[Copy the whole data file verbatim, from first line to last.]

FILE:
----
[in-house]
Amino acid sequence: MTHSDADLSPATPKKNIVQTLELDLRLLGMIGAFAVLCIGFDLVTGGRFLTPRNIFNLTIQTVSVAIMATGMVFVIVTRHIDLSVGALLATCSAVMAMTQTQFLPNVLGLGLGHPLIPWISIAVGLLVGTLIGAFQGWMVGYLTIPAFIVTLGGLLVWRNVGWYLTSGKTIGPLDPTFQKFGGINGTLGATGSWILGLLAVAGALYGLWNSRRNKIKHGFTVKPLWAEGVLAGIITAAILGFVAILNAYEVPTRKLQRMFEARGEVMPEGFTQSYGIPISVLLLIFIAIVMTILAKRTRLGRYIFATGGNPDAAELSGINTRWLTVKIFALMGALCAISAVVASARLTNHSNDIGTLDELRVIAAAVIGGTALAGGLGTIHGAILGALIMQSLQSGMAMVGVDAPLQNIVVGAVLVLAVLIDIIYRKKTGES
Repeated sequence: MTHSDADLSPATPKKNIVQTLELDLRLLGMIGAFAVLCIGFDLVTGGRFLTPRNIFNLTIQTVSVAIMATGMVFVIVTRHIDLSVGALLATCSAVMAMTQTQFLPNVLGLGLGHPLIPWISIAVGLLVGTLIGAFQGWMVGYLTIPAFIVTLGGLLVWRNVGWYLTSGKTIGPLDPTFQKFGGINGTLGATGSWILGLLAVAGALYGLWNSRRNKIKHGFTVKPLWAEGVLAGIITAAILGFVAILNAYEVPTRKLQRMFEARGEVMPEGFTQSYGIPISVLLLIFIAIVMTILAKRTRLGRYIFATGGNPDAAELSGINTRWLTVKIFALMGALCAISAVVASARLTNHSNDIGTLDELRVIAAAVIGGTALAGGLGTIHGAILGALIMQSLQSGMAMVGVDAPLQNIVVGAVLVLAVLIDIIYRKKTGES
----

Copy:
[in-house]
Amino acid sequence: MTHSDADLSPATPKKNIVQTLELDLRLLGMIGAFAVLCIGFDLVTGGRFLTPRNIFNLTIQTVSVAIMATGMVFVIVTRHIDLSVGALLATCSAVMAMTQTQFLPNVLGLGLGHPLIPWISIAVGLLVGTLIGAFQGWMVGYLTIPAFIVTLGGLLVWRNVGWYLTSGKTIGPLDPTFQKFGGINGTLGATGSWILGLLAVAGALYGLWNSRRNKIKHGFTVKPLWAEGVLAGIITAAILGFVAILNAYEVPTRKLQRMFEARGEVMPEGFTQSYGIPISVLLLIFIAIVMTILAKRTRLGRYIFATGGNPDAAELSGINTRWLTVKIFALMGALCAISAVVASARLTNHSNDIGTLDELRVIAAAVIGGTALAGGLGTIHGAILGALIMQSLQSGMAMVGVDAPLQNIVVGAVLVLAVLIDIIYRKKTGES
Repeated sequence: MTHSDADLSPATPKKNIVQTLELDLRLLGMIGAFAVLCIGFDLVTGGRFLTPRNIFNLTIQTVSVAIMATGMVFVIVTRHIDLSVGALLATCSAVMAMTQTQFLPNVLGLGLGHPLIPWISIAVGLLVGTLIGAFQGWMVGYLTIPAFIVTLGGLLVWRNVGWYLTSGKTIGPLDPTFQKFGGINGTLGATGSWILGLLAVAGALYGLWNSRRNKIKHGFTVKPLWAEGVLAGIITAAILGFVAILNAYEVPTRKLQRMFEARGEVMPEGFTQSYGIPISVLLLIFIAIVMTILAKRTRLGRYIFATGGNPDAAELSGINTRWLTVKIFALMGALCAISAVVASARLTNHSNDIGTLDELRVIAAAVIGGTALAGGLGTIHGAILGALIMQSLQSGMAMVGVDAPLQNIVVGAVLVLAVLIDIIYRKKTGES